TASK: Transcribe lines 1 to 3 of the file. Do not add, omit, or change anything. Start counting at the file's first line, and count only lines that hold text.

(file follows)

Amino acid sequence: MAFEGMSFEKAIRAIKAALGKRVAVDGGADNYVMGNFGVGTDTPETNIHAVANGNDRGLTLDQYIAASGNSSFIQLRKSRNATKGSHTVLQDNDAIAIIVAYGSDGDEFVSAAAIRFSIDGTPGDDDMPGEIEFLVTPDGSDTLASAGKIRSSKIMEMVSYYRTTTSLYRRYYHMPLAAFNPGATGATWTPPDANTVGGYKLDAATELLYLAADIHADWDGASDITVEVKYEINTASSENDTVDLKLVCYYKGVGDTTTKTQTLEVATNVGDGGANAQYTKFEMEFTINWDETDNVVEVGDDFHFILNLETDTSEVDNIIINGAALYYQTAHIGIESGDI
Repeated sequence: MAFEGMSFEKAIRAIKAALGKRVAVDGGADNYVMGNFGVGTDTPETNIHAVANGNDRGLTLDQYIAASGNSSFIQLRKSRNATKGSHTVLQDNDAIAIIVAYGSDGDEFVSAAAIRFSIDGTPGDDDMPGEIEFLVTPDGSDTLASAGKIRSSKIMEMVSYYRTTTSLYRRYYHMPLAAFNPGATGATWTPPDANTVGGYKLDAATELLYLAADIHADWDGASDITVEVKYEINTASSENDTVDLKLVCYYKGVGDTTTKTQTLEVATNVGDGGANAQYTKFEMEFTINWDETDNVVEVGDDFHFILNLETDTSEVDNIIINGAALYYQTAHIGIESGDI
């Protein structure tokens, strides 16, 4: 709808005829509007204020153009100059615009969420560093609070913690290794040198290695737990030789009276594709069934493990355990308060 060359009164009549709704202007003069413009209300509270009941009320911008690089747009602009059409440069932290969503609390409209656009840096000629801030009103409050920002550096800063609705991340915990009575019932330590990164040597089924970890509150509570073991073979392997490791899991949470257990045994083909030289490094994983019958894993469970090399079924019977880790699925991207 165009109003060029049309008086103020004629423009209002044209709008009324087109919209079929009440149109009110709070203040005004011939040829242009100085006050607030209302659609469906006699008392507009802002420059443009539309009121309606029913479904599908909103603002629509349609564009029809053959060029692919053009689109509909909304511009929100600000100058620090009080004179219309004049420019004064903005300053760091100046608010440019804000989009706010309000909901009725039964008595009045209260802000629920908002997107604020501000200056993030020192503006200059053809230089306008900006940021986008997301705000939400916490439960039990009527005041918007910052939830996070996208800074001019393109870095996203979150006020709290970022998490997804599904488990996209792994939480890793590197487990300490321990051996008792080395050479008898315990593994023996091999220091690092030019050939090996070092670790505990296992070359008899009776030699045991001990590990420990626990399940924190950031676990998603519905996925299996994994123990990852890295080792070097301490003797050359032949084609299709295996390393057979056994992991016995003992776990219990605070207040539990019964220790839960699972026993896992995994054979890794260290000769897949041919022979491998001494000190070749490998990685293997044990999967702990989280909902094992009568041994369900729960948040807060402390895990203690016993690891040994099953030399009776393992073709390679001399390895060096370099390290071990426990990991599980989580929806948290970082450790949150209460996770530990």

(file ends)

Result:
Amino acid sequence: MAFEGMSFEKAIRAIKAALGKRVAVDGGADNYVMGNFGVGTDTPETNIHAVANGNDRGLTLDQYIAASGNSSFIQLRKSRNATKGSHTVLQDNDAIAIIVAYGSDGDEFVSAAAIRFSIDGTPGDDDMPGEIEFLVTPDGSDTLASAGKIRSSKIMEMVSYYRTTTSLYRRYYHMPLAAFNPGATGATWTPPDANTVGGYKLDAATELLYLAADIHADWDGASDITVEVKYEINTASSENDTVDLKLVCYYKGVGDTTTKTQTLEVATNVGDGGANAQYTKFEMEFTINWDETDNVVEVGDDFHFILNLETDTSEVDNIIINGAALYYQTAHIGIESGDI
Repeated sequence: MAFEGMSFEKAIRAIKAALGKRVAVDGGADNYVMGNFGVGTDTPETNIHAVANGNDRGLTLDQYIAASGNSSFIQLRKSRNATKGSHTVLQDNDAIAIIVAYGSDGDEFVSAAAIRFSIDGTPGDDDMPGEIEFLVTPDGSDTLASAGKIRSSKIMEMVSYYRTTTSLYRRYYHMPLAAFNPGATGATWTPPDANTVGGYKLDAATELLYLAADIHADWDGASDITVEVKYEINTASSENDTVDLKLVCYYKGVGDTTTKTQTLEVATNVGDGGANAQYTKFEMEFTINWDETDNVVEVGDDFHFILNLETDTSEVDNIIINGAALYYQTAHIGIESGDI
């Protein structure tokens, strides 16, 4: 709808005829509007204020153009100059615009969420560093609070913690290794040198290695737990030789009276594709069934493990355990308060 060359009164009549709704202007003069413009209300509270009941009320911008690089747009602009059409440069932290969503609390409209656009840096000629801030009103409050920002550096800063609705991340915990009575019932330590990164040597089924970890509150509570073991073979392997490791899991949470257990045994083909030289490094994983019958894993469970090399079924019977880790699925991207 165009109003060029049309008086103020004629423009209002044209709008009324087109919209079929009440149109009110709070203040005004011939040829242009100085006050607030209302659609469906006699008392507009802002420059443009539309009121309606029913479904599908909103603002629509349609564009029809053959060029692919053009689109509909909304511009929100600000100058620090009080004179219309004049420019004064903005300053760091100046608010440019804000989009706010309000909901009725039964008595009045209260802000629920908002997107604020501000200056993030020192503006200059053809230089306008900006940021986008997301705000939400916490439960039990009527005041918007910052939830996070996208800074001019393109870095996203979150006020709290970022998490997804599904488990996209792994939480890793590197487990300490321990051996008792080395050479008898315990593994023996091999220091690092030019050939090996070092670790505990296992070359008899009776030699045991001990590990420990626990399940924190950031676990998603519905996925299996994994123990990852890295080792070097301490003797050359032949084609299709295996390393057979056994992991016995003992776990219990605070207040539990019964220790839960699972026993896992995994054979890794260290000769897949041919022979491998001494000190070749490998990685293997044990999967702990989280909902094992009568041994369900729960948040807060402390895990203690016993690891040994099953030399009776393992073709390679001399390895060096370099390290071990426990990991599980989580929806948290970082450790949150209460996770530990």